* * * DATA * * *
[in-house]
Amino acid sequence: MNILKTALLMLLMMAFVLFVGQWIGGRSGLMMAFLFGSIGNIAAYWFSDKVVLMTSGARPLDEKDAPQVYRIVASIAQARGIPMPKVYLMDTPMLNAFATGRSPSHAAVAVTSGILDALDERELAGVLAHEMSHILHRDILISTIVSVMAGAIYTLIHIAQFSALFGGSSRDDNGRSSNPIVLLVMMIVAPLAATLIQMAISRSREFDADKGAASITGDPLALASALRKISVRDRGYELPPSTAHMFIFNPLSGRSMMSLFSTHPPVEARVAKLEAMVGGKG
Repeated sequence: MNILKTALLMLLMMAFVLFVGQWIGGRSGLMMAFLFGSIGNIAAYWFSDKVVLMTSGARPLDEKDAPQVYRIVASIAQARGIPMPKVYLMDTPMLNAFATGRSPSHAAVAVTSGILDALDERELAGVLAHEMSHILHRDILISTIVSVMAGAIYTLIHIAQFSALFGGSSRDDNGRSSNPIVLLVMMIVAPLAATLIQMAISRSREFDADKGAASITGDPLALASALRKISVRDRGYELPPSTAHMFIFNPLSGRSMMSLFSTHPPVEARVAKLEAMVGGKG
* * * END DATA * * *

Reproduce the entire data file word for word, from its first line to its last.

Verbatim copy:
[in-house]
Amino acid sequence: MNILKTALLMLLMMAFVLFVGQWIGGRSGLMMAFLFGSIGNIAAYWFSDKVVLMTSGARPLDEKDAPQVYRIVASIAQARGIPMPKVYLMDTPMLNAFATGRSPSHAAVAVTSGILDALDERELAGVLAHEMSHILHRDILISTIVSVMAGAIYTLIHIAQFSALFGGSSRDDNGRSSNPIVLLVMMIVAPLAATLIQMAISRSREFDADKGAASITGDPLALASALRKISVRDRGYELPPSTAHMFIFNPLSGRSMMSLFSTHPPVEARVAKLEAMVGGKG
Repeated sequence: MNILKTALLMLLMMAFVLFVGQWIGGRSGLMMAFLFGSIGNIAAYWFSDKVVLMTSGARPLDEKDAPQVYRIVASIAQARGIPMPKVYLMDTPMLNAFATGRSPSHAAVAVTSGILDALDERELAGVLAHEMSHILHRDILISTIVSVMAGAIYTLIHIAQFSALFGGSSRDDNGRSSNPIVLLVMMIVAPLAATLIQMAISRSREFDADKGAASITGDPLALASALRKISVRDRGYELPPSTAHMFIFNPLSGRSMMSLFSTHPPVEARVAKLEAMVGGKG